Minetto nougat began as a secondary artery in the life of Carlo Minetto, a winemaker at a winery in Santo Stefano Belbo from 1976 to 2014, and a resident of Pezzolo Valle Uzzone where his artisan workshop also resides.
From hobby to profession
Since 2000 he has dedicated himself professionally to both wine and nougat; he had approached the latter years before, but only as a hobby.
A hobby that has led to the production of nougat that has crossed regional, state and then continental borders, arriving to delight palates as far as the Americas.
An interweaving of laborious and sometimes difficult trades, as the harvest season, that of Moscato in September, coincides with the beginning of the nougat “season” in preparation for the Christmas holidays.
Festina Lente: hurry but take your time
Compared to an industrial-type production, the artisanal production of Minetto nougat is very long, up to eight hours: processing begins around 7 a.m. and ends at vespers, 6 p.m.
Baking is in fact done in a bain-marie and not by dry steam.
The wafer-covered forms are then composed, cut and immediately packaged with transparent film, heat-sealed and shrink-wrapped since the cake is susceptible to temperature and humidity: the risk is that the dough will become soft.
It is finally stored in cold storage at a temperature condition of 7-8 degrees.
The preservation methods used best preserve the quality of the product
Food-grade plastic packaging, the only viable alternative to date that allows nougat not to come into contact with air and moisture, does not alter the taste in any way.
It has a long shelf life, up to one year, as nougat is a very sweet product and does not risk the establishment of mold.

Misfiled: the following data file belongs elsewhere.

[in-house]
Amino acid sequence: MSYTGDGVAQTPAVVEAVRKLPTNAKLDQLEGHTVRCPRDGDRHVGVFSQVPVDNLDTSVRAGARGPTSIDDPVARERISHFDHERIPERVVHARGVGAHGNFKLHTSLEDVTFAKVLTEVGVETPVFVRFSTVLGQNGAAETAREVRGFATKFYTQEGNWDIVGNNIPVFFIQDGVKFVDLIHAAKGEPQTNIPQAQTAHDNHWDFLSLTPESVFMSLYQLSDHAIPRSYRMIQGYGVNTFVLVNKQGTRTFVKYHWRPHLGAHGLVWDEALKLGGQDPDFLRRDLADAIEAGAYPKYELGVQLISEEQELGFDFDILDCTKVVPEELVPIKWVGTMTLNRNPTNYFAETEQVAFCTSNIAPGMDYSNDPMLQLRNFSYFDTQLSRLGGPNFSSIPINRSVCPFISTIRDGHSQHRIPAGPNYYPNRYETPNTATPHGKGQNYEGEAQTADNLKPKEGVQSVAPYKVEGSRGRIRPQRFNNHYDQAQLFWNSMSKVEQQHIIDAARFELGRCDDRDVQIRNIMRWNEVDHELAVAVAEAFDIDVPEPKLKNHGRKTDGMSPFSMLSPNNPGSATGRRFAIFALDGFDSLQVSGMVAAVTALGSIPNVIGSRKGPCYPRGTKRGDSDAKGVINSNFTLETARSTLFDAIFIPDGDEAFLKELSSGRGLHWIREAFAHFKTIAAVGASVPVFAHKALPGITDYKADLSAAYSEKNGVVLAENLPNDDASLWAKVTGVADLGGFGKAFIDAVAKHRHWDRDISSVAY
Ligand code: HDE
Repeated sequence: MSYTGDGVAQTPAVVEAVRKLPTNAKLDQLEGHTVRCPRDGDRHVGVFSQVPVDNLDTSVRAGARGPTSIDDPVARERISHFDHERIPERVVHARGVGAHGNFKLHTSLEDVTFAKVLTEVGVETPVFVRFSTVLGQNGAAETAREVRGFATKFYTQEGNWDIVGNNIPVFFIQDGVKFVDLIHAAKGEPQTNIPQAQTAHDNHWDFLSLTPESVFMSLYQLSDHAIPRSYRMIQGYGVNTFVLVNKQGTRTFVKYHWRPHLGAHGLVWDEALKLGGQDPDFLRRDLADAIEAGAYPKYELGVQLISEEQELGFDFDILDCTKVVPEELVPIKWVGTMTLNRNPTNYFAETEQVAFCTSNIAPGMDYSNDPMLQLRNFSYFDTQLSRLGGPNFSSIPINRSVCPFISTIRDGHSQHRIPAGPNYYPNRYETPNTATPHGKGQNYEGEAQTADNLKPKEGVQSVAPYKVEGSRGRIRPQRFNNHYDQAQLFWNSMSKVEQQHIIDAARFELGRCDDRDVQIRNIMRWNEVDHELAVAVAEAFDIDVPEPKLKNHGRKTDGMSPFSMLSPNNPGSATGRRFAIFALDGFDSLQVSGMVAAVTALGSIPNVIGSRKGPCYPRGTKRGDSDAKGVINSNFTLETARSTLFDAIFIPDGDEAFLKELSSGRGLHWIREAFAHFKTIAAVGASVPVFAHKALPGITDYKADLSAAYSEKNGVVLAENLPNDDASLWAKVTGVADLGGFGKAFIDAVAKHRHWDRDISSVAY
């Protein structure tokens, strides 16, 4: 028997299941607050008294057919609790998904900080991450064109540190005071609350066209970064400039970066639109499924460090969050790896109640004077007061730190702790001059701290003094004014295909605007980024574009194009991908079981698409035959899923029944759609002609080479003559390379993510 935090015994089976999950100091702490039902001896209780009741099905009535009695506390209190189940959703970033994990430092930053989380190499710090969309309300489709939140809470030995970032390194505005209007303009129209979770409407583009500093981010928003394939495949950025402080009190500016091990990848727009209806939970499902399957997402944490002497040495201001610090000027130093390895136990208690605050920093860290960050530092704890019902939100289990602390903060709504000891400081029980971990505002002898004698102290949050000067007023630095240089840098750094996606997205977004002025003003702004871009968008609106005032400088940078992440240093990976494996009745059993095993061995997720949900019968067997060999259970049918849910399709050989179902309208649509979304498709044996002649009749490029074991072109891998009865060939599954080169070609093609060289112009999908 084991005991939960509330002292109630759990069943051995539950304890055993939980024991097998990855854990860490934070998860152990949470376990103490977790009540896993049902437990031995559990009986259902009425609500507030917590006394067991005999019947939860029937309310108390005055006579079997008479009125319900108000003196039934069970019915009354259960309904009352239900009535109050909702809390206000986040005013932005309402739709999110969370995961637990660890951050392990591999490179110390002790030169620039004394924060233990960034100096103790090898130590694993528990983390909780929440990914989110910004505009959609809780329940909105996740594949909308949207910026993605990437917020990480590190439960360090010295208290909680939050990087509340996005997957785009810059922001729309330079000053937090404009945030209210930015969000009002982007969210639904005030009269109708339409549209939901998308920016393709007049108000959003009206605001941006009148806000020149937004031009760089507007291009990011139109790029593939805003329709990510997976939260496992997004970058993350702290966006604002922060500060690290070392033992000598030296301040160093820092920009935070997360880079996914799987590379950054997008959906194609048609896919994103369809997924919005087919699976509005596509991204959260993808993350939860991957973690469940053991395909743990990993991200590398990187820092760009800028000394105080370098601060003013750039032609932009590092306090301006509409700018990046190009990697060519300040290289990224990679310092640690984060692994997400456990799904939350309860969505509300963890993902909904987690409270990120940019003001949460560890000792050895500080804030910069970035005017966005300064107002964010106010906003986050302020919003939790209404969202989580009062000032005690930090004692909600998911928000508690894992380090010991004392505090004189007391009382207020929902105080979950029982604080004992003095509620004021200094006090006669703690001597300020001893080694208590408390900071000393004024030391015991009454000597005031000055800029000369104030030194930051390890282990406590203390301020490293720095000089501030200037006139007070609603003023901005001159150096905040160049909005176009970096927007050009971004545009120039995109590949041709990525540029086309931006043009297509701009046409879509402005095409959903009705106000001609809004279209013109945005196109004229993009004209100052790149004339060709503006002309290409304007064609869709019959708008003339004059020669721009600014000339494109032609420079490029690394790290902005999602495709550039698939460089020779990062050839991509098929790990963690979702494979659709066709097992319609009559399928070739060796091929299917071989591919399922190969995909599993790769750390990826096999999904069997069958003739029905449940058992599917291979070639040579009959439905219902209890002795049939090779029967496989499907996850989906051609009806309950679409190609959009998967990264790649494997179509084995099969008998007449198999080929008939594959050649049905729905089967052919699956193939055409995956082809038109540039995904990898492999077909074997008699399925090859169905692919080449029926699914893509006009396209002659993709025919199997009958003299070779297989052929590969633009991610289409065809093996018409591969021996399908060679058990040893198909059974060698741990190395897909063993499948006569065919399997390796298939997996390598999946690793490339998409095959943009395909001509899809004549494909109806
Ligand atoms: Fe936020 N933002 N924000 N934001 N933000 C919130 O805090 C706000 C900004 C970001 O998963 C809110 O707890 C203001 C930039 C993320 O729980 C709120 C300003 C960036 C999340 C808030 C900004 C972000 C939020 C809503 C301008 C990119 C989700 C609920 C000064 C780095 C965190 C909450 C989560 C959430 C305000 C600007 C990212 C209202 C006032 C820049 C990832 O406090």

For some time now, Minetto nougat has also become an ice cream flavor in Irene Cuneo’s Leccalecca ice cream shop in Savona.
A story that
begins in 1980
in Pezzolo Valle Uzzone
A small workshop for a great product and... a pig!
The story of Torrone Minetto has an unusual beginning; it traces back to an animal, a mammal to be precise: a pig.
In the early 1980s, in fact, from Piana Crixia, in the province of Savona, over the hill from Mr. Carlo's house, a family friend arrives to kill the pig and make salami from it.
He arrives late, however, around 9 a.m., since he was making nougat for the annual and historic festival held right in Piana Crixia.
Carlo, who has always been curious about the methods put in place to produce this sweet, seizes the opportunity and then requests the recipe to finally attempt to reproduce it.
His friend, however, aware of the initial difficulty and the length of the procedures, offers to help him along with other acquaintances the next day. And so it goes.
From that day on, Carlo, once a year, does his best to make it and over time refines the technique.
If at the beginning it was a product generated very artisanally, on the stove in a bain-marie, and it was consumed within the family and made to taste to friends, for Carlo it then takes on more and more relevance so much so that he builds himself a first baking machine to minimize cooking time.
To make nougat in fact, it is necessary to cook the beaten egg whites and honey, continuing to stir and mix the mixture for hours, causing it to harden.